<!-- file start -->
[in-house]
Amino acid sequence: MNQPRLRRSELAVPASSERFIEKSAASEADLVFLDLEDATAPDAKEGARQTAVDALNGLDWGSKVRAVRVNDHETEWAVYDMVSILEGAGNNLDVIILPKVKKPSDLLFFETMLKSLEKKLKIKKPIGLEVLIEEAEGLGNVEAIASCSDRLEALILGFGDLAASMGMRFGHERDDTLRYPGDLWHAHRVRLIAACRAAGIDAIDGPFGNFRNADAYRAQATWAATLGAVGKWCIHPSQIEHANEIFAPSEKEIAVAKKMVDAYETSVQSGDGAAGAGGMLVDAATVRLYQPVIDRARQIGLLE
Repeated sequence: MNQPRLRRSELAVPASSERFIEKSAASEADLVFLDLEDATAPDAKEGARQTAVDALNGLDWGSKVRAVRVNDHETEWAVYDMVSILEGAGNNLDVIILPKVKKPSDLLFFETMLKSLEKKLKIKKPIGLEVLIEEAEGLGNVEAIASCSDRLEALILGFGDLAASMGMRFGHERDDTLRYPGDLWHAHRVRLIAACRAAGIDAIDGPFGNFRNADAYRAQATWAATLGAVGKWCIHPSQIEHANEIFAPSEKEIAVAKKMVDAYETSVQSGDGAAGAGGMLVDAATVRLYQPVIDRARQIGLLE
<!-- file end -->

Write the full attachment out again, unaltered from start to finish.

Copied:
[in-house]
Amino acid sequence: MNQPRLRRSELAVPASSERFIEKSAASEADLVFLDLEDATAPDAKEGARQTAVDALNGLDWGSKVRAVRVNDHETEWAVYDMVSILEGAGNNLDVIILPKVKKPSDLLFFETMLKSLEKKLKIKKPIGLEVLIEEAEGLGNVEAIASCSDRLEALILGFGDLAASMGMRFGHERDDTLRYPGDLWHAHRVRLIAACRAAGIDAIDGPFGNFRNADAYRAQATWAATLGAVGKWCIHPSQIEHANEIFAPSEKEIAVAKKMVDAYETSVQSGDGAAGAGGMLVDAATVRLYQPVIDRARQIGLLE
Repeated sequence: MNQPRLRRSELAVPASSERFIEKSAASEADLVFLDLEDATAPDAKEGARQTAVDALNGLDWGSKVRAVRVNDHETEWAVYDMVSILEGAGNNLDVIILPKVKKPSDLLFFETMLKSLEKKLKIKKPIGLEVLIEEAEGLGNVEAIASCSDRLEALILGFGDLAASMGMRFGHERDDTLRYPGDLWHAHRVRLIAACRAAGIDAIDGPFGNFRNADAYRAQATWAATLGAVGKWCIHPSQIEHANEIFAPSEKEIAVAKKMVDAYETSVQSGDGAAGAGGMLVDAATVRLYQPVIDRARQIGLLE